Pretty new to this scene and trying to find some documentation to adopt best practices. We're building a fairly large content site which will consist of various media catalogs and I'm trying to find some comparable data / architectural models so that we can get a better idea of the approach we should use using a framework we've never made use of before. Any insight / help would be greatly appreciated!


"data / architectural models so that we can get a better idea of the approach we should use using a framework we've never made use of before"

Django imposes best practices on you. You don't have a lot of choices and can't make a lot of mistakes.

MVC (while a noble aspiration) is implemented as follows:

  • Data is defined in "models.py" files using the Django ORM models.
  • urls.py file maps URL to view function. Pick your URL's wisely.
  • View function does all processing, making use of models and methods in models
  • Presentation (via HTML templates) invoked by View function. Essentially no processing can be done in presentation, just lightweight iteration and decision-making

The model is defined for you. Just stick to what Django does naturally and you'll be happy.

Architecturally, you usually have a stack like this.

  • Apache does two things.

    • serves static content directly and immediately
    • hands dynamic URL to Django (via mod_python, mod_wsgi or mod_fastcgi). Django apps map URL to view functions (which access to database (via ORM/model) and display via templates.
  • Database used by Django view functions.

The architecture is well-defined for you. Just stick to what Django does naturally and you'll be happy.

Feel free to read the Django documentation. It's excellent; perhaps the best there is.

  • If you're concerned about performance or memory usage, it's often better to have a separate lightweight webserver (such as Nginx) for serving static content, rather than using Apache for both (though you can get similar effect if you use mod_wsgi in daemon mode and Apache worker MPM).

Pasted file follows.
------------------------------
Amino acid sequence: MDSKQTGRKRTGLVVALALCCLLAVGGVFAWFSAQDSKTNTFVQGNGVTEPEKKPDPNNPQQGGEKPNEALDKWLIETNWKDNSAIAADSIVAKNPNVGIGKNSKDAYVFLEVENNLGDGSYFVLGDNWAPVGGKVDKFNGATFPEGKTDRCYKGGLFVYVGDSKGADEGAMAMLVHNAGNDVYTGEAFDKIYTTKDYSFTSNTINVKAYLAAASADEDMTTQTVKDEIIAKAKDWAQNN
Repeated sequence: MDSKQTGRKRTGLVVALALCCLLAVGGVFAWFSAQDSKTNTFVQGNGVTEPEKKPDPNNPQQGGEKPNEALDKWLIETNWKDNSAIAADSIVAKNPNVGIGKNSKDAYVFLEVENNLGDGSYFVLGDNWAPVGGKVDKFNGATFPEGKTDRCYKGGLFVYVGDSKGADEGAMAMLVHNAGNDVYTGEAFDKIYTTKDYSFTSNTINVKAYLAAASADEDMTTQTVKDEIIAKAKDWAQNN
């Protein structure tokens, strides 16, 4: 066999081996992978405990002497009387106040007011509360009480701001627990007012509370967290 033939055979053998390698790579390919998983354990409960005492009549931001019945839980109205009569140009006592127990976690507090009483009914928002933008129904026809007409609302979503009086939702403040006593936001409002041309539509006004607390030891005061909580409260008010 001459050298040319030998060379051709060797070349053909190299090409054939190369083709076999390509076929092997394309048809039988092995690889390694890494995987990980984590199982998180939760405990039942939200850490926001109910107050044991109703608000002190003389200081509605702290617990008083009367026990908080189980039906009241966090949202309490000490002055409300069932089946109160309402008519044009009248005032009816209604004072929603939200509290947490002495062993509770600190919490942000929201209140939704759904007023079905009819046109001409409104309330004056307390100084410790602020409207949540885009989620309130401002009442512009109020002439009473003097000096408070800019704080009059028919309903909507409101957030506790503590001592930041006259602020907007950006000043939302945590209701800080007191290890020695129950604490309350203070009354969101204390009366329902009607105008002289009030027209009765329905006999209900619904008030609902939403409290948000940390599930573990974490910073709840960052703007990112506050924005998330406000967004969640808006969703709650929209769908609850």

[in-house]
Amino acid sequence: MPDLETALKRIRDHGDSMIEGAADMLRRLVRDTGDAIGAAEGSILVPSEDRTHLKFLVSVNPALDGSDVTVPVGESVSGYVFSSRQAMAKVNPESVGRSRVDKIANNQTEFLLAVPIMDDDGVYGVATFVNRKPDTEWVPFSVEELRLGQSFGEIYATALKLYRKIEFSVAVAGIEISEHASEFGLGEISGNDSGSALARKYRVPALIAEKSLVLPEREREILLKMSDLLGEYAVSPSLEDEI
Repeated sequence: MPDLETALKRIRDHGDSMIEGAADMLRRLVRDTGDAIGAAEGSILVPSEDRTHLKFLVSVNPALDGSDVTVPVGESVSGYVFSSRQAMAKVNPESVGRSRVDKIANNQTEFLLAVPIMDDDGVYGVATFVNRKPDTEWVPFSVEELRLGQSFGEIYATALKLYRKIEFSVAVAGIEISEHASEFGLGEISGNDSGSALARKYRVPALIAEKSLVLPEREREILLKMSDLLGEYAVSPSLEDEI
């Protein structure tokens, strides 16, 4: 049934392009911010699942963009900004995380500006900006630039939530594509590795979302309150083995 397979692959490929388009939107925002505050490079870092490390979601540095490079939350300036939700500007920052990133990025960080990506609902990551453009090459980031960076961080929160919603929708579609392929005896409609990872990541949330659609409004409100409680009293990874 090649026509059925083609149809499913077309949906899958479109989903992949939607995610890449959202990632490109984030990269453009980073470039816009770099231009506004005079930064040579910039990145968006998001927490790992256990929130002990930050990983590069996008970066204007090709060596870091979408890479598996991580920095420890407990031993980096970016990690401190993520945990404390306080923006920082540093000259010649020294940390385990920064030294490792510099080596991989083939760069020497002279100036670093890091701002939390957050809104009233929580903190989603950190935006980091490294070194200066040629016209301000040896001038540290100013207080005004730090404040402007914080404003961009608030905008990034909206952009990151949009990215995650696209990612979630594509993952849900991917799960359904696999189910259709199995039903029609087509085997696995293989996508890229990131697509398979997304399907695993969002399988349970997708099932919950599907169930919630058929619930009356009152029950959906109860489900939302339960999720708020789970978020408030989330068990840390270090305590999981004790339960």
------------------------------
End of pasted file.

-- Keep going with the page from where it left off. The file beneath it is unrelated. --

– Carl Meyer
    Jan 26 '09 at 19:17
  • @Carl Meyer: or lighttpd for serving static content.
    – S.Lott
    Jan 26 '09 at 23:30

first, forget all MVC mantra. it's important to have a good layered structure, but MVC (as defined originally) isn't one, it was a modular structure, where each GUI module is split in these tree submodules. nothing to use on the web here.

in web development, it really pays to have a layered structure, where the most important layer is the storage/modelling one, which came to be called model layer. on top of that, you need a few other layers but they're really not anything like views and controllers in the GUI world.

the Django layers are roughly:

  • storage/modelling: models.py, obviously. try to put most of the 'working' concepts there. all the relationships, all the operations should be implemented here.
  • dispatching: mostly in urls.py. here you turn your URL scheme into code paths. think of it like a big switch() statement. try hard to have readable URLs, which map into user intentions. it will help a lot to add new functionality, or new ways to do the same things (like an AJAX UI later).
  • gathering: mostly the view functions, both yours and the prebuilt generic views. here you simply gather all the from the models to satisfy a user request. in surprisingly many cases, it just have to pick a single model instance, and everything else can be retrieved from relationships. for these URLs, a generic view is enough.
  • presentation: the templates. if the view gives you the data you need, it's simple enough to turn it into a webpage. it's here where you'll thank that the model classes have good accessors to get any kind of relevant data from any given instance.

To understand django fundementals and the django take on MVC, consult the following: http://www.djangobook.com/

As a starting point to getting your hands dirty with ... "...trying to find some comparable data / architectural models"

Here is a quick and dirty way to reverse engineer a database to get a models.py file, which you can then inspect to see how django would handle it.

1.) get an er diagram that closely matches your target. For example something like this http://www.databaseanswers.org/data_models/product_catalogs/index.htm

2.) create an sql script from the er diagram and create the database, I suggest Postgre, as some MySQL table type will not have forgien key constraints, but in a pinch MySQL or SQLITE will do

3.) create and configure a django app to use that database. Then run: python manage.py inspectdb

This will at least give you a models.py file which you can read to see how django attempts to model it.

Note that the inspect command is intended to be a shortcut for dealing with legacy database when developing in django, and as such is not perfect. Be sure to read the following before attempting this: http://docs.djangoproject.com/en/dev/ref/django-admin/#ref-django-admin

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